Esther Solano, a 2020 graduate of the University of Washington School of Public Health, received the Washington State Public Health Association’s (WSPHA) Exceptional Student Award for her commitment to the field through coursework and community involvement. She was presented with the award virtually Oct. 14 during the WSPHA’s annual meeting.
Originally from Oaxaca, Mexico, Solano’s family immigrated to Yakima, Washington when she was a baby, and later moved to Kent, just south of Seattle. While in elementary school, she assisted with her mother, who spoke limited English at the time, with a small house cleaning business. She managed communications with customers, assisted with scheduling and helped to pay bills.
Now, Solano is passionate about reducing language barriers within health care and other settings. She is also working to address bias and discrimination in clinical care and to promote health education among racial and ethnic minorities and immigrant populations.
“My mom’s customers used to call me her little manager,” Solano says. “All I’ve ever wanted to do was make my parents proud and to make my Latino community better in this country, where many came with nothing on their backs to build a good life for their children.”
Solano was a first-generation student who received a bachelor’s degree from the Public Health-Global Health major in June and was part of the Honors program.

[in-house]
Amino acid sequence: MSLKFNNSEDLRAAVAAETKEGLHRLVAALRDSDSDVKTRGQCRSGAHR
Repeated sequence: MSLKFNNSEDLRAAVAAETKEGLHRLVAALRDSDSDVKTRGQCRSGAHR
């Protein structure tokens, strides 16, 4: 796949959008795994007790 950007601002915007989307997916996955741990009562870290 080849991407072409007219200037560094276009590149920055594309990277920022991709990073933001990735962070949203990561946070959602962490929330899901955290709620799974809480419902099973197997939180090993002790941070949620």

She has been working with Harborview Injury & Prevention Research Center, part of Harborview Medical Center and the UW, for more than a year to identify and address disparities in injury-related health care. Solano is coordinator for the Injury-related Health Equity across the Lifespan (iHeal) study, funded by an R21 grant from the National Institutes of Health. Through this full-time role, which she solidified after graduation, she hopes to give a voice to people who often struggle to be heard.
“We’re helping trauma patients by understanding their perspectives and experiences with the patient registration process, and hopefully making changes that will improve the way they access care,” she says.
In the Honors program, Solano studied fall prevention within the Latino community and conducted qualitative research on marijuana use among undergraduates at the UW based on their majors. For her senior capstone and service-learning project, she worked with the Chinese Information and Service Center in Seattle’s International District to promote health education among Chinese immigrants and refugees.
“It has always been my goal and my dream to attend the UW,” she says. “Public health and community work is my calling, my passion, and I hope to give back to my community.”
Each year, the WSPHA recognizes distinguished individuals for their contributions to improving the public’s health in Washington state. The Exceptional Student Award honors a student in public health or a related field who has shown leadership and commitment to public health in the areas of advocacy, research, academia and/or community involvement.